Berserker - Gary Numan
- Gary Numan
- Release date:
- January 01, 1984
- Industrial Electro
Father is angry AND disappointed
As I started to write, I love Amon Amarth. Therefore, it has been difficult for me to cook my disappointment down to one measly page of A4, I could easily write a small treatise on why I am so disappointed. But to listen to the Berserker must have been, as when Thor drank of Udgårdlokes drinking horn: a long and salt experience, which never seemed to stop. The album is, however, well-produced, and despite the violent irony that an album by the name of Berserker is a vattet place, so I am now still to see them again at Copenhell, and I wonder if some of the new numbers turn out to be ok, when they are served live?
Let us just start by getting one thing straight: I knuselsker Amon Amarth! I have done since I discovered them back in 2008, and I have done everything in my power to discover them, each time they have been in Denmark since. Therefore, I am always a bit panicky when they publish something new. For what if it is not as good as it is, they made lately? Should I then stand on the target for it, because I the huge fan, or shall I creep to the cross and recognize it is something fun?
Olavi, set the acoustic guitar down!
Amon Amarth started out in 1992, and as the years have gone by, it has become clear that they were older and therefore perhaps also natural that their music has become more melodic and less classical death. In my opinion was the last real dødsmetalnummer, they have made, "Destroyer of the Universe" from Surtur Rising 2011. And their previous release Jomsviking showed that they were more inspired by Iron Maiden and Judas Priest than of Cannibal Corpse and Death. But Amon Amarth has always been a bit of a sing-a-long-hyggefestband, where you both could rant and enjoy themselves, but also head-banging and sweat on the other guests. This cemented with the two singles they chose to publish, namely "Raven's Flight", there are headbangers-friendly, and "Crack the Sky", which is kind of a little more ølhygge-gumpetung. Unfortunately, it seems that the band has chosen to go all the way up for the headbanger's-fun, and completely down for the ambitions. As a big Amon Amarth fan, it pains me to write these words, but the Berserker is at the time of writing the bleakest album they've released. I might slightly have smelled the fuse, when I heard "Crack the Skye", for it was the one of the two singles that would prove to be the benchmark. Already from the first song, "Fafner's Gold", you sense that something is not as it usually is. Amon Amarth usually have hard-hitting, in-your-face-åbningsnumre and not lejrbålsplimren. Throughout the album one gets the idea that the band has forgotten who they themselves are, again and again you are greeted by elements that normally never has been to find on their releases: cleansinging, acoustic guitars, slow drums and keyboard. It makes you want to grab a hold of his cd and shake it while shouting "Who are you, and where is the right Amon Amarth!?". Most of the 12 numbers is deeply anonymous, and most of them sound, frankly, like the happy swedes have chosen to interpret Iron Maiden and Thin Lizzy. Preserved, Olavi said since the other day, that he always loved Iron Maiden's guitarharmonier, but I thought since not, it meant that he would tyvstjæle them in order to reuse them at eight-nine songs! Maybe have it that Johan Hegg has made a number along with Saxon, made him jealous? There is, however, a few bright spots here and there, tracks like "Raven's Flight", "Skoll & Hati" and "Fafner's Gold" is all well and good, and the more numbers yet to be enough prove to make sense when you experience them live, in the same way as the number "Raise Your Horns" from the Jomsviking did it. But it does not change the fact that Berserker is simply nothing worse juks.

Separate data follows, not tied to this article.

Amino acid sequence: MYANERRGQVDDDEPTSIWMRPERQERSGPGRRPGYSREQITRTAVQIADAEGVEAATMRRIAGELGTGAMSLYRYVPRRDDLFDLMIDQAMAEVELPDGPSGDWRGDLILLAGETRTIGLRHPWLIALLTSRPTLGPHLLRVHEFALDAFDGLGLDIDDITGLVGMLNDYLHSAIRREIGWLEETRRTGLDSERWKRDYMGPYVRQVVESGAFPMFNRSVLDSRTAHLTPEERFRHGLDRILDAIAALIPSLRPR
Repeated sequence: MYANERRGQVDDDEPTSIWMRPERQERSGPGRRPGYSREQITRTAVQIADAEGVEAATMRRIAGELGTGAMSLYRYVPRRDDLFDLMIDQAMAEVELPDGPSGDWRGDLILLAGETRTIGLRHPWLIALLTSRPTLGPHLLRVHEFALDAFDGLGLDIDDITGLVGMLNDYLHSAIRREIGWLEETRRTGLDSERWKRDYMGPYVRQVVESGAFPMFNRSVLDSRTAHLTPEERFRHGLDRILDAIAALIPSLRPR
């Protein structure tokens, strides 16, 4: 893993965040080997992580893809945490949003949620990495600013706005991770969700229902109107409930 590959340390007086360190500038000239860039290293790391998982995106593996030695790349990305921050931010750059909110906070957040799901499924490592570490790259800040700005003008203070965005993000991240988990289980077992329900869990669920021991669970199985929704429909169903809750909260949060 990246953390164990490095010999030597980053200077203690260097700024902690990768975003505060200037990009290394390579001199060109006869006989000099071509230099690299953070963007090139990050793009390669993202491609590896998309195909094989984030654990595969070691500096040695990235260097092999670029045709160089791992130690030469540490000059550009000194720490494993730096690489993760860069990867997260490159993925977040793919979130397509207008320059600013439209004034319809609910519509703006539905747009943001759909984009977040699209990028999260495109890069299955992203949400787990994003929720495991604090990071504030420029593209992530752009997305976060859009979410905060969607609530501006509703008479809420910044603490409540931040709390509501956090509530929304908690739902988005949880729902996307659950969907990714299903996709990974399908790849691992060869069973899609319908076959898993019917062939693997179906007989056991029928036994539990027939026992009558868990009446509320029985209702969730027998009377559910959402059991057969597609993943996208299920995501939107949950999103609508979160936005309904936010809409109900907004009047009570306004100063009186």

>> Check the songs and lyrics here